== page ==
assets of the company approached $1.5B ($1B was
2006 value) of which they re-appraised as dropping by $350M. It actually sounds realistic and responsible(!)
It also said debt-equity was only 39% (not sure which asset value) which IMO the banks would be thrilled to show on their books.

#110 TJ on 08.01.09 at 12:22 am

Goldman Sachs employees buying high end condos in Kitsilano.

There goes the neighborhood.

Buying a condo here in banana land should be easy, after all these flim flam men are cashing million dollar bonus checks for running a black box in the basement.

That block box has destroyed the US credit system and the Goldman Sachs tentacles run out all over the planet.

Bank of Canada chief Mark Carney is a GS alum.

#111 Nostradamus Le Mad Vlad on 08.01.09 at 12:25 am

Further to the links / posters who mentioned inflation —

“The Fed has NO workable exit strategy. The US is about to enter a period of stag(hyper)inflation worse then anything experienced in over a hundred years.”
Does anyone here believe pigs fly? ABC is the “Momma Knows Best” cartoon character for the WH. —

“This ought to tell you what the government-media coalition has planned for us down the road concerning its swine flu crisis and the militarization of health care. ABC certainly had to offer a sweet pot to entice Dr. Besser to jump from government mouthpiece to media mouthpiece. There’s a big job planned for this fella. Red flag anyone?”

— and —

“Another thought occurred to me. In theory all nations are at more or less equal risk from this flu pandemic we are assured is on the way. Are any nations, other than the US, deploying their armies to “assist”?”

Canada, for one, would be more than happy let let the US military in to ‘assist’. This link — — may hold further implications, as NAFTA dropped 35.4%.
The heading and a pic here seem to be saying roughly the same thing — the IMF and Krakatoa are equally dangerous! —

A chart and text which contains the word ‘sheeple’. The US has their own flock of sheeple too! —
Jes’ wunderin’ if the US is quietly selling off its assets, like Canada has done. We ain’t got hardly nuthin’ left here — most of has gone to the US or overseas buyers (China and Russia?). Life is so complicated! —
The list keeps getting longer. —

#112 nonplused on 08.01.09 at 12:42 am

#60 Brad

Come now. Every single day there is a paper currency somewhere in the world in the process of dying. First we mocked Zimbabwe, but then Iceland proved they could do it even quicker, and it goes on. No paper currency has ever survived, and there has been many. But yet life goes on.

I wouldn’t disagree with LaRouche that the US dollar will become worthless eventually, and certainly it looks to be an accelerating process. Maybe something happens in October, Jim Sinclair ( has a countdown on to about the same time period but I haven’t figured out what he is forecasting to happen.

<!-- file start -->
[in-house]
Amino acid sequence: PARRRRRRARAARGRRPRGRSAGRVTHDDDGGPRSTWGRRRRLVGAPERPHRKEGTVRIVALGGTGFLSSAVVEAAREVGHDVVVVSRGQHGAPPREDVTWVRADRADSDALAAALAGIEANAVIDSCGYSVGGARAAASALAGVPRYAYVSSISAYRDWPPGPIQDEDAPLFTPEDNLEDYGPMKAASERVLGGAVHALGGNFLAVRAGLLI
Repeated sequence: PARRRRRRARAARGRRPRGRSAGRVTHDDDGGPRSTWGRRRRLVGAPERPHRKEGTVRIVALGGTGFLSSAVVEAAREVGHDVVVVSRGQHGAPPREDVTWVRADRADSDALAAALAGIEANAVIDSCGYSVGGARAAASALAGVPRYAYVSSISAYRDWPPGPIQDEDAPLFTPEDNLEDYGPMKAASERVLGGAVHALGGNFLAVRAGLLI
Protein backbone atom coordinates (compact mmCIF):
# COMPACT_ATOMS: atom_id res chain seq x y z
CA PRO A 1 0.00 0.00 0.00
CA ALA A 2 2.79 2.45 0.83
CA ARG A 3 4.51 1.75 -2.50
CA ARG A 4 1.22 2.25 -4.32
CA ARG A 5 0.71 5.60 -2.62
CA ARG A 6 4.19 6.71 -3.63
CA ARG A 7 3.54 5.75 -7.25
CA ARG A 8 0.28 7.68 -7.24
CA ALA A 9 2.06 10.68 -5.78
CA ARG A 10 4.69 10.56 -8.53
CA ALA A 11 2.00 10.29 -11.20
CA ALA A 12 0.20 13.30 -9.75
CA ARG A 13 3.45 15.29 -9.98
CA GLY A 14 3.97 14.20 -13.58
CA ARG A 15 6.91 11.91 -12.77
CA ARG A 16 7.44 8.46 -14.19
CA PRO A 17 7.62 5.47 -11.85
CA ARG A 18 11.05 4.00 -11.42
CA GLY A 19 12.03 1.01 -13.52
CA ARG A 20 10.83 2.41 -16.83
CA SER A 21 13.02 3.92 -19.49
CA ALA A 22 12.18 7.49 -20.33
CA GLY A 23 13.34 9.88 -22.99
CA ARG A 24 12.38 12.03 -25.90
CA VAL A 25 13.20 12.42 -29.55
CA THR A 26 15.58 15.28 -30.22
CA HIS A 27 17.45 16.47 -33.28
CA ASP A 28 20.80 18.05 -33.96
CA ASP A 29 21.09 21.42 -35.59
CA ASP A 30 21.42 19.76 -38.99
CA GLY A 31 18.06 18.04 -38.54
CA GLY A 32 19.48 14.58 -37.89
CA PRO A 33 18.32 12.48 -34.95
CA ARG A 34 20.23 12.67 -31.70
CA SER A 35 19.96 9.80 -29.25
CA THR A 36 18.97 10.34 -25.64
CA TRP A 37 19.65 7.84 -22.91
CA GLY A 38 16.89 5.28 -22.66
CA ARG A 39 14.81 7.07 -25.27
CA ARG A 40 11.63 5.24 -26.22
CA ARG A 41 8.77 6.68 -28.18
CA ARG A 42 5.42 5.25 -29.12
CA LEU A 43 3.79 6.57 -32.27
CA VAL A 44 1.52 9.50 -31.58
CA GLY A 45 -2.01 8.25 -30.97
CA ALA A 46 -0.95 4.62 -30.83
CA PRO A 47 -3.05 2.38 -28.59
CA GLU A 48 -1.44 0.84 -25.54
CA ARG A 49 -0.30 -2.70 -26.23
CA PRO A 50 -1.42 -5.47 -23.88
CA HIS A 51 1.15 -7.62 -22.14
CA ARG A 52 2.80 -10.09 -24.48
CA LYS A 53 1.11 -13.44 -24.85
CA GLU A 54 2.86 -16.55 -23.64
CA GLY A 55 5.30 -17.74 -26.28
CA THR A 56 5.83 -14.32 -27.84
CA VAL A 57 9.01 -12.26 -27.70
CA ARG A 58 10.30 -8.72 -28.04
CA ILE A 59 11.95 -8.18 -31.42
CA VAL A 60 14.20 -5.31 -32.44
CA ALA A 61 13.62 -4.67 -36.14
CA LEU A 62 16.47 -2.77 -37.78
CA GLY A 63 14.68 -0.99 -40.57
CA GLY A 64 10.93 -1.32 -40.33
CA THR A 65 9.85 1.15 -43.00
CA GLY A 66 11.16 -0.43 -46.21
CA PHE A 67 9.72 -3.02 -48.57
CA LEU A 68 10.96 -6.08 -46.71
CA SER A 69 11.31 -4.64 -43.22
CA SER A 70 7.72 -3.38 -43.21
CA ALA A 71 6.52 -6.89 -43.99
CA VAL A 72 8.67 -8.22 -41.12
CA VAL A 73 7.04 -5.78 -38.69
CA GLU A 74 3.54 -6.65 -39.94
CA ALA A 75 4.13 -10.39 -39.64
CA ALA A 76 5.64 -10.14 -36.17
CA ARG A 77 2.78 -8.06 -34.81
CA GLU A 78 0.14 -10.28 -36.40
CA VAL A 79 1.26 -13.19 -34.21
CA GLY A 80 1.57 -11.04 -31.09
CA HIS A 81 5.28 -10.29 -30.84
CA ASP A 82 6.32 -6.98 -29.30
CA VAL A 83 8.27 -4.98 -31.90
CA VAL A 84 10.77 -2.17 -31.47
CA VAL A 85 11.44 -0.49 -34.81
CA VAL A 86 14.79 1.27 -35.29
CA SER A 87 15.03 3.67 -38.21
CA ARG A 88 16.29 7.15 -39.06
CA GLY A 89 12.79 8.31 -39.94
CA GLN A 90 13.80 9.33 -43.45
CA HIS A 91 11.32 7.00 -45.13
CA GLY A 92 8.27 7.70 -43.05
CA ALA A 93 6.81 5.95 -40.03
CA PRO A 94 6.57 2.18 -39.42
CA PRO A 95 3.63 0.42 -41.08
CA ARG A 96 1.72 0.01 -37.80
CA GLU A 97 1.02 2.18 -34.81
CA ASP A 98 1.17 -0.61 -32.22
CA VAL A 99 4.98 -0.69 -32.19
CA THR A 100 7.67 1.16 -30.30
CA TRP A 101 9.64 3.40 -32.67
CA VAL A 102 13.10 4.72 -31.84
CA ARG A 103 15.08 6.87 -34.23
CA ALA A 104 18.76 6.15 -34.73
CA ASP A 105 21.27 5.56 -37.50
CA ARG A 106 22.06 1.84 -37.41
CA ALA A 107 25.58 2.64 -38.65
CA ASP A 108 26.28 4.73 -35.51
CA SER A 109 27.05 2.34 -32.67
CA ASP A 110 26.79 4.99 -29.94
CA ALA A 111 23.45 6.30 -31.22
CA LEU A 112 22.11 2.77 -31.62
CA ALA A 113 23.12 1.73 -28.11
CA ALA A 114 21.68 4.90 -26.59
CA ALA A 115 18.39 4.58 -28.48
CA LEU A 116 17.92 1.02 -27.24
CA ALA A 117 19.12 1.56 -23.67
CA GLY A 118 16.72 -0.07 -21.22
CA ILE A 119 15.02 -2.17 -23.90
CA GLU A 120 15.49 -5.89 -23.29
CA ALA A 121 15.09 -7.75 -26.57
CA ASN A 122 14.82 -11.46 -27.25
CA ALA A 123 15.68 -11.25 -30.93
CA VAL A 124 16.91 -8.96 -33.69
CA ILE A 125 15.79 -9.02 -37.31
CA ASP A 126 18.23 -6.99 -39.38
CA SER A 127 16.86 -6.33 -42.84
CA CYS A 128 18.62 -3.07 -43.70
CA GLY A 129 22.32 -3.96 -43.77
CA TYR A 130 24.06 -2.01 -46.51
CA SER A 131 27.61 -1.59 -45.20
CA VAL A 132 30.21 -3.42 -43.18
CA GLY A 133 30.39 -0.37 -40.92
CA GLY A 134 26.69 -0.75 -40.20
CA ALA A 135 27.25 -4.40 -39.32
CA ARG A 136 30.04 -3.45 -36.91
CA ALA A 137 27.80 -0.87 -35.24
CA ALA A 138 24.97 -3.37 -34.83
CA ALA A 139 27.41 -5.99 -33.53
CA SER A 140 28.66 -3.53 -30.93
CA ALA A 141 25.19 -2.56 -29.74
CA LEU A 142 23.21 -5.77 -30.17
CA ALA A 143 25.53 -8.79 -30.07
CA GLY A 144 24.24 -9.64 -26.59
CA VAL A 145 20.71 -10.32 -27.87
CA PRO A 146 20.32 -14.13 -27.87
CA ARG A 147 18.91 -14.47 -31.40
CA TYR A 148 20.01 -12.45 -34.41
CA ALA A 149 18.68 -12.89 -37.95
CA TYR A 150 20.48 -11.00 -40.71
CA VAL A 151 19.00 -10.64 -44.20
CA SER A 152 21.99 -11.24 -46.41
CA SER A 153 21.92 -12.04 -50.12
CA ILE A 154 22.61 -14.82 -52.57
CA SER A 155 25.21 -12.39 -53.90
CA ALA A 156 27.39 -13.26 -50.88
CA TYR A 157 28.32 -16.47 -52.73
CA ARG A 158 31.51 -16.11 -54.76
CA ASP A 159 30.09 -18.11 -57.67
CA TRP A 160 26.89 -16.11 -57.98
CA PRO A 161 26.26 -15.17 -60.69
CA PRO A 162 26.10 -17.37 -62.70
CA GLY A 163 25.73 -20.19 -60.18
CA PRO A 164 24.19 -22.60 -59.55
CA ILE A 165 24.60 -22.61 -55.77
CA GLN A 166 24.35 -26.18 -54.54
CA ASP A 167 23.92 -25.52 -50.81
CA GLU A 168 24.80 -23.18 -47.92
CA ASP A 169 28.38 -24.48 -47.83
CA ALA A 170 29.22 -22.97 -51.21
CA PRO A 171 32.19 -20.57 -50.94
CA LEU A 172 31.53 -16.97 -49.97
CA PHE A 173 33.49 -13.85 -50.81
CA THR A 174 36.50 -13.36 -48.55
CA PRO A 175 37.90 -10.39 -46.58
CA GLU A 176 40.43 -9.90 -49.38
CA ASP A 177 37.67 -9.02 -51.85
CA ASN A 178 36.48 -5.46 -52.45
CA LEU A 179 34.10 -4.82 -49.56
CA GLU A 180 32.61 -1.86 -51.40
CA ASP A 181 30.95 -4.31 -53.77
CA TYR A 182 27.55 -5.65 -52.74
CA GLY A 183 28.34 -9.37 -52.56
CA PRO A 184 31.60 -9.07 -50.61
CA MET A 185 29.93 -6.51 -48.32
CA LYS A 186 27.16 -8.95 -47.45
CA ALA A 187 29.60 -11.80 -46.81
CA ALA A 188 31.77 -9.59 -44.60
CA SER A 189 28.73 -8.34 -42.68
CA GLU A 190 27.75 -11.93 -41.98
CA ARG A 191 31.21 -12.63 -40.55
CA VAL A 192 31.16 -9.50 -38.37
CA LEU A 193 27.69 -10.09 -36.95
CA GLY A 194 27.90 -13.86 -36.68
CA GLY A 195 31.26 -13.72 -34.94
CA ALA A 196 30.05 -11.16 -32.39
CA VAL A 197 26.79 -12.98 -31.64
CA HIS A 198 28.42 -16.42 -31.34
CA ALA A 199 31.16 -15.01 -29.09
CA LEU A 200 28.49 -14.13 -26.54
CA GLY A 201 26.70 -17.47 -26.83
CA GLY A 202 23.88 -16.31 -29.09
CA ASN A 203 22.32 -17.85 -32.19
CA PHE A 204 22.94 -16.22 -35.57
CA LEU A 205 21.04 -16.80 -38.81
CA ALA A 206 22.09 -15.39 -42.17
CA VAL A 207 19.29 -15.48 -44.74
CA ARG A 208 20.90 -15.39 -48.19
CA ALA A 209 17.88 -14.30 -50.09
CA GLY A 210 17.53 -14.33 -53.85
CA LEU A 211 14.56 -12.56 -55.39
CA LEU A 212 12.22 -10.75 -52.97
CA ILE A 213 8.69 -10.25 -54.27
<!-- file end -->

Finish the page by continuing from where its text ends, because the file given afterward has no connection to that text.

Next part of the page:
But in the end of the day life goes on. Paper currencies are commodity derivatives. Always have been, always will be. It is what they buy that gives them value. So when the paper collapses, the commodities are still there. It won’t take long to find a new way to transact. You might not be able to use your debit card though.

#64 cj

Calgary real estate rallies every spring and sets the high for the year. It’s still down from the peak.

Here is the charts for the 10th time:

Calgary, Edmonton, and Vancouver are all still in downtrends. Toronto made a new high but it’s still basically flat for the last 3 years. Only Ottawa and Montreal show signs of life, but they were never in a serious bubble.

And oil is at $60 – $70, not 200. It isn’t going to 200 until somebody can afford to buy it. Maybe the Chinese? Don’t know they need a market for their toys.

#69 dontcallmeshirley

It’s all good in theory but inflation of that sort cannot work unless it flows through to wages. House prices cannot rise indefinitely unless wages, which are the means to pay for the houses, also rise indefinitely. With unemployment continuing to rise (although at a somewhat slower pace), I don’t see the wage side of it coming through.

To me it makes sense that job losses are slowing. The less people employed, the less available to fire in a given month. The way I see it, when unemployment finally hits 100%, new jobless claims should comfortably fall to zero, regardless. But for the economy to recover, we actually have to see new jobs being created, not a slowing rate of job losses.

I know there are always some job losses even in a rising economy. But we need the net of new jobs and job losses to go positive, which it has not. And it will have to stay positive for some time before we see wage growth sufficient to repair the damage that has already been done.

86 Dave